The vehement opposition of the Israeli right has not been the barrier to the implementation of the Wye Memorandum. Netanyahu took the decision to sign it; he is also ultimately responsible for avoiding implementation. There were no real impediments, particularly since the Israeli left and centre had promised that the agreement would pass with a significant majority in the Knesset.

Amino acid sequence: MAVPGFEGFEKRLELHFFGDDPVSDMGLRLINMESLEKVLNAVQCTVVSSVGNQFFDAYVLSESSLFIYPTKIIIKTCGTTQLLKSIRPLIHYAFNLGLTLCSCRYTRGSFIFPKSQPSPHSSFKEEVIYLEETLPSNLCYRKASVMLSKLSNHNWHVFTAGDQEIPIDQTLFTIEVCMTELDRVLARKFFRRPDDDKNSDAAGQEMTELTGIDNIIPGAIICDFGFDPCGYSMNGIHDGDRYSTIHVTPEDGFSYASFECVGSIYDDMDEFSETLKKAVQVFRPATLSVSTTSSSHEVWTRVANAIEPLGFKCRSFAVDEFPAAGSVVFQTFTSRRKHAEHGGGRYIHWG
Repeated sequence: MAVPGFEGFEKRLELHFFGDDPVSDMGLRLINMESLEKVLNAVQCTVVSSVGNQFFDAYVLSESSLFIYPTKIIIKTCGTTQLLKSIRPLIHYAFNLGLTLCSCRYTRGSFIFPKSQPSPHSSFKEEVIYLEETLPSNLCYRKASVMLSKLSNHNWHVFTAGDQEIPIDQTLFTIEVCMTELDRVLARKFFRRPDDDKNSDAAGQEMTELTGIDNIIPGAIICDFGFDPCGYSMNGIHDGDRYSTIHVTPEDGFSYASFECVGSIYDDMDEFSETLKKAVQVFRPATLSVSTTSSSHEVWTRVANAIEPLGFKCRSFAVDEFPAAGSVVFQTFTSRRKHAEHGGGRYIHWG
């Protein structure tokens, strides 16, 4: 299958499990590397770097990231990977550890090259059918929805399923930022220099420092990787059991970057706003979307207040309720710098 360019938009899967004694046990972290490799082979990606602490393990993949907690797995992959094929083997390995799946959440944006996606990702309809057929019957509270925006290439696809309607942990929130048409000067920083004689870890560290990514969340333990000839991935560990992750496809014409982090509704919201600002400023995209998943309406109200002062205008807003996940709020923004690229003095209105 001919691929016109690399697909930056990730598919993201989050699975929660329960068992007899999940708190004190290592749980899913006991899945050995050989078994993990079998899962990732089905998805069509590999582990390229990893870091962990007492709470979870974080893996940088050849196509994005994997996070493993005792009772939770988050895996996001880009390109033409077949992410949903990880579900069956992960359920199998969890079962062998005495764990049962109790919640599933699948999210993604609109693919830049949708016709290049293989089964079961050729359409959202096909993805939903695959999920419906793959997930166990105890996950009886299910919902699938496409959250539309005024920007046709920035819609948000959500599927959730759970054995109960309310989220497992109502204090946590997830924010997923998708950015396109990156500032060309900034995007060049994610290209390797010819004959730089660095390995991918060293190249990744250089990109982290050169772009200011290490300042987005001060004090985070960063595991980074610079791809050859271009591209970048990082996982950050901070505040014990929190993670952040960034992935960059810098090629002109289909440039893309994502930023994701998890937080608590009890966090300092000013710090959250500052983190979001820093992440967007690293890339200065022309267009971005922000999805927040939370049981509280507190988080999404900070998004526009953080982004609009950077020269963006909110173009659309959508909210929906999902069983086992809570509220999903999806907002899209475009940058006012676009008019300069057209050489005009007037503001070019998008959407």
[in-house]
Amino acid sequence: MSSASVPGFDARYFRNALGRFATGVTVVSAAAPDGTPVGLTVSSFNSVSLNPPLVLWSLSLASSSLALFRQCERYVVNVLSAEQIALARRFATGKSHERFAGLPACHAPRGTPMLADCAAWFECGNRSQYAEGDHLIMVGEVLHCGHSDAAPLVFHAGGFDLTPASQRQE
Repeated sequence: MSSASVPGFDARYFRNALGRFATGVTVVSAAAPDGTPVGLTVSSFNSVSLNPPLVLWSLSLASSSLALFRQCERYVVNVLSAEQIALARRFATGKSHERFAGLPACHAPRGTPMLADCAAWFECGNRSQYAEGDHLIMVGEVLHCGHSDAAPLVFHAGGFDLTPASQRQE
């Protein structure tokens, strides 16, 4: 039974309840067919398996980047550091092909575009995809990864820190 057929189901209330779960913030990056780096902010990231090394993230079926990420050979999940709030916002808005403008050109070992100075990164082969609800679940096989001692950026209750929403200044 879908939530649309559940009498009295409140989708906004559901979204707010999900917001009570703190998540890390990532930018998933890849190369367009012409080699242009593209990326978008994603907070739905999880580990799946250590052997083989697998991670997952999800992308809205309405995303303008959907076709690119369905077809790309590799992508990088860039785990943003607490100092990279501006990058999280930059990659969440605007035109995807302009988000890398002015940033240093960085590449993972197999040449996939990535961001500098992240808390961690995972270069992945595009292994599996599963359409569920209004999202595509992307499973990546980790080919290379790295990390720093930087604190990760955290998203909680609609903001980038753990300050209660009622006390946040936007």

So why the procrastination? Quite simply, Netanyahu knows exactly what he wants. Those who do not take him seriously should reconsider. He is, in my opinion, the primary exponent of the spirit and ambitions of Israeli society at this stage, and the most capable of expressing them. Before Wye, he had already begun to play his cards in a way that would transform this agreement into a ceiling for Palestinian ambitions and expectations. His appointment of Sharon as foreign minister was one card in his new strategy. Clearly, Netanyahu had made a pact with 'The Butcher' and, through him, with some of the most extreme hawks of the Israeli right, enabling him to sign the modified version of the US initiative and get it passed in the Israeli cabinet and the Knesset. In return, he has committed himself to adopting more hard-line stances, particularly in the final status negotiations.